.the photo is old but the article is new

bbc.co.uk
An autistic boy who can't be touched has connected with a service dog
An autistic boy who can't be touched or hugged by anyone has connected for the first time - with his new service dog.

“Five-year-old Kainoa Niehaus travelled to the 4 Paws For Ability centre in Ohio from Japan after two years of waiting for an animal to become available. His mum Shanna shared a photo of her son resting his head on Tornado.’

… “This picture captures the face of a mother who saw her child, who she can’t hug, wash, dress, snuggle and touch freely lay on his new service dog of his own free will, with a purposeful, unspoken attachment.”

“4 Paws For Ability is a non-profit global organisation which provides service dogs to disabled children and veterans who’ve lost the use of limbs or their hearing.”

I would love to spin a technicolor homage to Latin Heritage, the likes of which would conjure the kind of imagery reminiscent of old MGM musicals. After all, we can do pageantry and parades in our sleep. But I can’t, because it wasn’t pageantry that got my parents through language barriers, racist employers and cold New York winters.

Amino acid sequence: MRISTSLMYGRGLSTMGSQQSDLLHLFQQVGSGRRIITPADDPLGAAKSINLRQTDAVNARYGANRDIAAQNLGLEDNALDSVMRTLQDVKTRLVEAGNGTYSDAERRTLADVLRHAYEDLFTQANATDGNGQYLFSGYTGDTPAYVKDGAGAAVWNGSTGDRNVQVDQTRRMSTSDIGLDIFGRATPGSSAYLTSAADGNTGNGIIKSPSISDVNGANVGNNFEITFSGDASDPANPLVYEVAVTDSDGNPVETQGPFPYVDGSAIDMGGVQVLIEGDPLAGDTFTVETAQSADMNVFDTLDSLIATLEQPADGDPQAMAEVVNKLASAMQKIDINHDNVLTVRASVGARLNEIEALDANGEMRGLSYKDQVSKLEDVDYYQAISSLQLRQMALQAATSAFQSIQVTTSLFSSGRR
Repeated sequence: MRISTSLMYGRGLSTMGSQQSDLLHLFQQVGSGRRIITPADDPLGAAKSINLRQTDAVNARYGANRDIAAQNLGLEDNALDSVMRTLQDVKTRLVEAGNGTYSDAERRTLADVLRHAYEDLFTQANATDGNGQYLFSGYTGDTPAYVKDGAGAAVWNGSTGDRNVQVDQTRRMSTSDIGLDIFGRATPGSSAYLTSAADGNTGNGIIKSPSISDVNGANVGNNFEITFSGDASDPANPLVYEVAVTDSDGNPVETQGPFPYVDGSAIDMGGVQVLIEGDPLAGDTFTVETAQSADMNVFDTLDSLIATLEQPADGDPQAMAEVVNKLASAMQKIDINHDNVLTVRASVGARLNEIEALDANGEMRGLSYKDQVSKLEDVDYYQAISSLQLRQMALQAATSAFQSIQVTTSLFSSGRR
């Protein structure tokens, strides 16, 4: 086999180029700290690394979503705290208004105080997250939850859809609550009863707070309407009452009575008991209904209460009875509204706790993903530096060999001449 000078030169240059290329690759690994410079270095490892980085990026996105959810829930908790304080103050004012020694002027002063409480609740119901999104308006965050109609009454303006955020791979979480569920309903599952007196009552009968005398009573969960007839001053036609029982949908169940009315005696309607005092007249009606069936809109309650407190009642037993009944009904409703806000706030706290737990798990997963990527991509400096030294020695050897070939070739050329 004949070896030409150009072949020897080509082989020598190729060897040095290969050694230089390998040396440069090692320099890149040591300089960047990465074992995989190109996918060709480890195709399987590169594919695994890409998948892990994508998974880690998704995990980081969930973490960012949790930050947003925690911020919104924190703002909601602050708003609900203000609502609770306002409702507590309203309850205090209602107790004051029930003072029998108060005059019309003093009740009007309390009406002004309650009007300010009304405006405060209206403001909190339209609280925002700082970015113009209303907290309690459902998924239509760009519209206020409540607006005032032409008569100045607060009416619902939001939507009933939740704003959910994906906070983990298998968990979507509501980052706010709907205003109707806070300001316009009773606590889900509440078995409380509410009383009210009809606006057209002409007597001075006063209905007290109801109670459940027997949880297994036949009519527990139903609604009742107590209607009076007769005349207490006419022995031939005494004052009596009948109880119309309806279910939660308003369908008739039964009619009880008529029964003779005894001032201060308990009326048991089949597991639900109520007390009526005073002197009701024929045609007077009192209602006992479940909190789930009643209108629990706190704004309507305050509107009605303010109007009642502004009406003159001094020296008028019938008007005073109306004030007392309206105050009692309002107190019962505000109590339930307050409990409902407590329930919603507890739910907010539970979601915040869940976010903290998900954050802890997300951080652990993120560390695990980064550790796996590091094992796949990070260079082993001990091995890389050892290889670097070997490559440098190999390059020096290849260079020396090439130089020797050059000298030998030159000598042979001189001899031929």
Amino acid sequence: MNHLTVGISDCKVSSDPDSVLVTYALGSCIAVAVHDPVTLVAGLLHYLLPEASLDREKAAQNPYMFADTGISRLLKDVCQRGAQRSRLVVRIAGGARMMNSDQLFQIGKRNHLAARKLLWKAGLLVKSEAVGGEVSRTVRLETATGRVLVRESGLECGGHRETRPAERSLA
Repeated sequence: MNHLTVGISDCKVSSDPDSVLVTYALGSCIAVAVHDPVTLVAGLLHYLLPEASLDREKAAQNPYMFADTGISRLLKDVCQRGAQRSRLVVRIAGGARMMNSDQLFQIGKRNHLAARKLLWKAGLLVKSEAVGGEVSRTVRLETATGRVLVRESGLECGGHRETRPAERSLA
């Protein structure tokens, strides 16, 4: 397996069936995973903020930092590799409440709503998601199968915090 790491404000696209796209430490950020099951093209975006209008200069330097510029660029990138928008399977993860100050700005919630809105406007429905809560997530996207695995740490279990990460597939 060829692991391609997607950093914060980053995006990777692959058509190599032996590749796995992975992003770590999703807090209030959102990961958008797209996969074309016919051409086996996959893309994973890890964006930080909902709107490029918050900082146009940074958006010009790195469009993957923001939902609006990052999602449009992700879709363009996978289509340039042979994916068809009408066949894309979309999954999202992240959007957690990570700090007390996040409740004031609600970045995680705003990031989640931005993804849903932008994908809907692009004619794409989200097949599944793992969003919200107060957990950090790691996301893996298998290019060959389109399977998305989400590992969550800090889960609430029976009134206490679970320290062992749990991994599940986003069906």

They left a pre-Castro Cuba, because they saw a future in a country they believed in, never expecting the door would be slammed shut behind them for more than two decades. And so it was. They worked hard and sacrificed and thrived! They pieced together family, created their own and passed on their customs, language, history and of course, that precious blood, in which there is all the stuff you won’t find in a book.

A lot has happened in the 34 years since my first visit to Cuba. I lost my mother to cancer, the Soviet Union collapsed, the Berlin Wall came down, and I grew up and left that magnificent Cuban cocoon of my parents’ making — and became an actress (my father still doesn’t know where he went wrong). Nevertheless, I happily became a willing participant in an industry that has a really hard time seeing me as a Latina woman. This Business of Show that has an incredibly unapologetic history of eradicating ethnicity, changing names and hairlines and, well… history.

The Moment I Understood What My Mother Meant By ‘La Sangre Llama’ – Gina Torres for Latino Voices

In the backround of the one year old photo Eleanor posted on instagram of her and Bruce can you see the Mini One D Louis bought for her. 🚗👩🐶

Link to the article: http://www.dailymail.co.uk/tvshowbiz/article-2175190/One-Directions-Louis-Tomlinson-Liam-Payne-splash-pricey-new-wheels-girlfriends.html

What made me smile this week:

Sunday: Last week, my brother had been worrying about a huge physics test that he had taken. Today, he texted me exuberantly that his grade had been posted and he did really well. It made me smile.